A few weeks ago, I asked for some ideas to prepare an ostrich egg I received as a gift. Thanks to all for taking the time to provide inputs, I really appreciate it.
There are a few challenges to cooking ostrich egg. Firstly, you got to open the damn thing without doing too much damage to the shell. Kept whole the shell is pretty, and we wanted to give it to a friend as a present. I used two drill points to drill a hole on either side. I used a 5mm drill point to make a small hole at the top, and a 12mm at the bottom. Then I used a chop stick to break the membrane at the bottom and stir the egg. Cloey, our guest of honor, had to blow into the small hole, and voilà, the egg emerged at the other end through the larger hole.
Second, in order to get the egg out of the shell through a very small hole, you have break the membrane and scramble the egg inside the shell first. Thus, there is no way you could use recipes calling for the separation of yoke and white. This also presents problems when measuring volumes. No easy way to measure out “six large eggs” or “three whole eggs and two yokes” when all you have is a bowl full of scrambled egg. To get an idea of volume, I measured the volume of one large chicken egg at the start, and used that as base measure.
Third, they say that an ostrich egg is the equivalent of 24 chicken eggs. I am not sure that this is entirely accurate (to me it looked a little less), but it is still a huge amount of egg that has to be cooked in one session, so you need additional eaters. Make sure you invite friends who like egg.
Finally, ostrich egg is quite rich in flavor, much more so than store-bought battery eggs that most people are used to. Some people might not like egg that tastes like egg. So you got to incorporate additional flavors to cut through the strong egg flavors. Fortunately, I prepared three different types of gravlax just days before, and since egg and salmon goes well together we decided to build the breakfast around that.
Our menu consisted of the following: fruit salad with home made vanilla yogurt for clean, fresh flavors and to serve as a bit of a palate cleanser; oven-baked ostrich egg frittata with sundried tomatoes, parsley and button mushrooms; scrambled ostrich egg with three types of gravlax on toast with wasabi cream on the side.
We were eight people, thus the equivalent of three chicken eggs per person, volume wise. This I think is just about the right amount for everyone.
I divided the ostrich into two batches: one to make the frittata, and one for the scrambled eggs. I used no directions or recipes, just gut feel and a lot of tasting. Flying-by-cook’s-radar so to speak.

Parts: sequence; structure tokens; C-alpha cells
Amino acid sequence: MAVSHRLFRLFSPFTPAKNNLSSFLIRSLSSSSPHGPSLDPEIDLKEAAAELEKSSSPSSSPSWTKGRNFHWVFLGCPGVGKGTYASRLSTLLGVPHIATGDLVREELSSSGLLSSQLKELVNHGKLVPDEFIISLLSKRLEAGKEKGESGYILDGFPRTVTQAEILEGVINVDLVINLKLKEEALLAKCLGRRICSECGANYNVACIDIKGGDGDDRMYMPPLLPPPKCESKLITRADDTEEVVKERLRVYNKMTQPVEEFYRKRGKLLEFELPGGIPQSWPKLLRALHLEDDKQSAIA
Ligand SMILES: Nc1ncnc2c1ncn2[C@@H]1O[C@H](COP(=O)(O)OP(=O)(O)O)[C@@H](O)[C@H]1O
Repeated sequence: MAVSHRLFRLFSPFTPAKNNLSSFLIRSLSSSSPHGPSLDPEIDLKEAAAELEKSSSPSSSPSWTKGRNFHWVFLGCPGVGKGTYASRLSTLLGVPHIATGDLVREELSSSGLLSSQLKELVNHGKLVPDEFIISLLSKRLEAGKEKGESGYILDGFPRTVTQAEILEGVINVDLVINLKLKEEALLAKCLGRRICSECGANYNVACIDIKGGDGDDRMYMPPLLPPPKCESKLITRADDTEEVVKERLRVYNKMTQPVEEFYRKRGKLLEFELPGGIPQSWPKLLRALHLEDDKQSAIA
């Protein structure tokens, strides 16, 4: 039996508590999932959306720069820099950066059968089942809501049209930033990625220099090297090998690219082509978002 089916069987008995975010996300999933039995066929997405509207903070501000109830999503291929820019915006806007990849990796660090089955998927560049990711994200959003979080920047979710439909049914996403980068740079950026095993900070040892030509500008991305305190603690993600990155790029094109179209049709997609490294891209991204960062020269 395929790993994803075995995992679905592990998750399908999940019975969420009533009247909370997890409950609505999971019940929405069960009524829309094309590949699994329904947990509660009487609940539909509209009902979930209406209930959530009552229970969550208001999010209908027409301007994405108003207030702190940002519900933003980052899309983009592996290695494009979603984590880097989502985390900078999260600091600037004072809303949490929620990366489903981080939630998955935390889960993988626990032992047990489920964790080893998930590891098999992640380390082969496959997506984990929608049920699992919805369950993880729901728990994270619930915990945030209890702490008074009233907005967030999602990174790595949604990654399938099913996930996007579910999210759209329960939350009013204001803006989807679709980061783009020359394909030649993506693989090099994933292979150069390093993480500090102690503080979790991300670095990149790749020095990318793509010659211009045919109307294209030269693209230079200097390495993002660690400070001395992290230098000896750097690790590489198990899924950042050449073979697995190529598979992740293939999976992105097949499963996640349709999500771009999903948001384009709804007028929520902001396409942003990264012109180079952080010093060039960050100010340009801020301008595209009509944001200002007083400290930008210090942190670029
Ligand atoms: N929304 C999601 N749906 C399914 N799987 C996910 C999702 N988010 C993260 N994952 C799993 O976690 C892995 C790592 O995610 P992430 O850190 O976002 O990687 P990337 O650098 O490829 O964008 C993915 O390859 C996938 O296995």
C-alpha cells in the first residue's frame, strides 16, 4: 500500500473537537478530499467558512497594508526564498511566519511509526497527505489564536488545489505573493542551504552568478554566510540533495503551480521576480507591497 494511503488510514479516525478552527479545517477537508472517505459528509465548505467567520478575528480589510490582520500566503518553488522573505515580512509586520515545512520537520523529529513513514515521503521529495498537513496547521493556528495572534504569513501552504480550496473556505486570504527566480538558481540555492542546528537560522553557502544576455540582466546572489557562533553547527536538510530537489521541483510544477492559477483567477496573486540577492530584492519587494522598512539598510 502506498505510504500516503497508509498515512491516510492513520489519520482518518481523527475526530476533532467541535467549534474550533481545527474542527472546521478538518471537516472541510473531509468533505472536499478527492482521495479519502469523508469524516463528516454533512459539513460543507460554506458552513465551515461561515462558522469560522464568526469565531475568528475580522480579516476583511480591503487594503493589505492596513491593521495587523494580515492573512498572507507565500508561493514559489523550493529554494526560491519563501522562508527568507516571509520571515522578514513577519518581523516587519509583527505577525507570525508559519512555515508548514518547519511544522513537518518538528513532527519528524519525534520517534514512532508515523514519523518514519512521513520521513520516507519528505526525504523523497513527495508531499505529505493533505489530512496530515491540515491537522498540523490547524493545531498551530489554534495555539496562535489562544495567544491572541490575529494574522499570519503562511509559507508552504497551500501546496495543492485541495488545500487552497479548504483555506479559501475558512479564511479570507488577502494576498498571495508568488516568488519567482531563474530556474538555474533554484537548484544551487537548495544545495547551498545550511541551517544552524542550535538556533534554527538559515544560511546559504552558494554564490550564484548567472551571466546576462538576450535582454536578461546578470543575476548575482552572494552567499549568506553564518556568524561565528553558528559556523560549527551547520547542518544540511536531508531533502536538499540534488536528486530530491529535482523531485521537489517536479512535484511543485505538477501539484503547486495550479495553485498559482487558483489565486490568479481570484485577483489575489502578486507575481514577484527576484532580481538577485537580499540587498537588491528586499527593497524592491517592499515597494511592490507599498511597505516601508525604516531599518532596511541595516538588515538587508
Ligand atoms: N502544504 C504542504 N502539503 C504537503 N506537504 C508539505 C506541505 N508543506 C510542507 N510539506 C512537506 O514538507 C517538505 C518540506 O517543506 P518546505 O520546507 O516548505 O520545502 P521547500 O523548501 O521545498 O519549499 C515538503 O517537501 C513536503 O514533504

To make the oven-baked frittata, fry some mushrooms of your choice in a bit of butter and olive oil for a few minutes to enhance their flavor. Chop some flat leaf parsley and sundried tomatoes. Add a little milk to the ostrich egg (not too much for the ostrich egg is rich). Whisk for about two minutes to incorporate some air. Add the sundried
tomatoes, parsley and mushrooms to the egg mixture and season with salt and black pepper. With a soup ladle, transfer equal portions (one for each of your guests) to a non-stick muffin pan and put in an oven that is preheated to 180℃. Cook till just done (it should be firm but not rubbery). The air incorporated by whisking will cause the frittata to rise somewhat and add lightness to the finished product, leaving you with a puffed-out muffin-looking frittata.
For the scrambled egg, make and season them your favorite way, but please do not over-cook the egg. It should be very soft and creamy. Toast some slices of baguette and top each with a spoonful of scrambled egg and a generous slice of gravlax. Add some chopped chives, wasabi or dill cream, and some salmon roe, or caviar for those delightful little explosions of flavor.
I really enjoyed this breakfast for there was enough to do for everyone to chip in. A true communal kitchen effort that is so rare these days. There is a bit of wow factor around the opening of an ostrich egg, and for all the guests it was the first time eating it. That made me happy. In the end it was great celebration of one of Africa’s most unique creatures, and a great way to say goodbye to Cloey before her European holiday.